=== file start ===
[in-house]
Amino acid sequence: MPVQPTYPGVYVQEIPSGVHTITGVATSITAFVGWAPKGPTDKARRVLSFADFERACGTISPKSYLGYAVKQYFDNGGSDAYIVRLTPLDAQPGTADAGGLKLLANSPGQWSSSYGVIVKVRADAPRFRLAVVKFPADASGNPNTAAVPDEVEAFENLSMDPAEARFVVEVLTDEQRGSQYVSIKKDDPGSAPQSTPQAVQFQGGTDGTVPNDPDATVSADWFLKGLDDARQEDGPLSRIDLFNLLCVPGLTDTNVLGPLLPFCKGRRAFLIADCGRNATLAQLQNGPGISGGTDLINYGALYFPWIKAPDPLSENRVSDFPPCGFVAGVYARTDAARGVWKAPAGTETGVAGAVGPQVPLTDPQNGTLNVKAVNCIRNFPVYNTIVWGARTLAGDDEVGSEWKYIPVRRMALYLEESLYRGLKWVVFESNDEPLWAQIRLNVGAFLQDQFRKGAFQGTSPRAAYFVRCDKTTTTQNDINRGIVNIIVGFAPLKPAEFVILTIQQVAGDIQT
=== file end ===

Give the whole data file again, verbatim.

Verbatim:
[in-house]
Amino acid sequence: MPVQPTYPGVYVQEIPSGVHTITGVATSITAFVGWAPKGPTDKARRVLSFADFERACGTISPKSYLGYAVKQYFDNGGSDAYIVRLTPLDAQPGTADAGGLKLLANSPGQWSSSYGVIVKVRADAPRFRLAVVKFPADASGNPNTAAVPDEVEAFENLSMDPAEARFVVEVLTDEQRGSQYVSIKKDDPGSAPQSTPQAVQFQGGTDGTVPNDPDATVSADWFLKGLDDARQEDGPLSRIDLFNLLCVPGLTDTNVLGPLLPFCKGRRAFLIADCGRNATLAQLQNGPGISGGTDLINYGALYFPWIKAPDPLSENRVSDFPPCGFVAGVYARTDAARGVWKAPAGTETGVAGAVGPQVPLTDPQNGTLNVKAVNCIRNFPVYNTIVWGARTLAGDDEVGSEWKYIPVRRMALYLEESLYRGLKWVVFESNDEPLWAQIRLNVGAFLQDQFRKGAFQGTSPRAAYFVRCDKTTTTQNDINRGIVNIIVGFAPLKPAEFVILTIQQVAGDIQT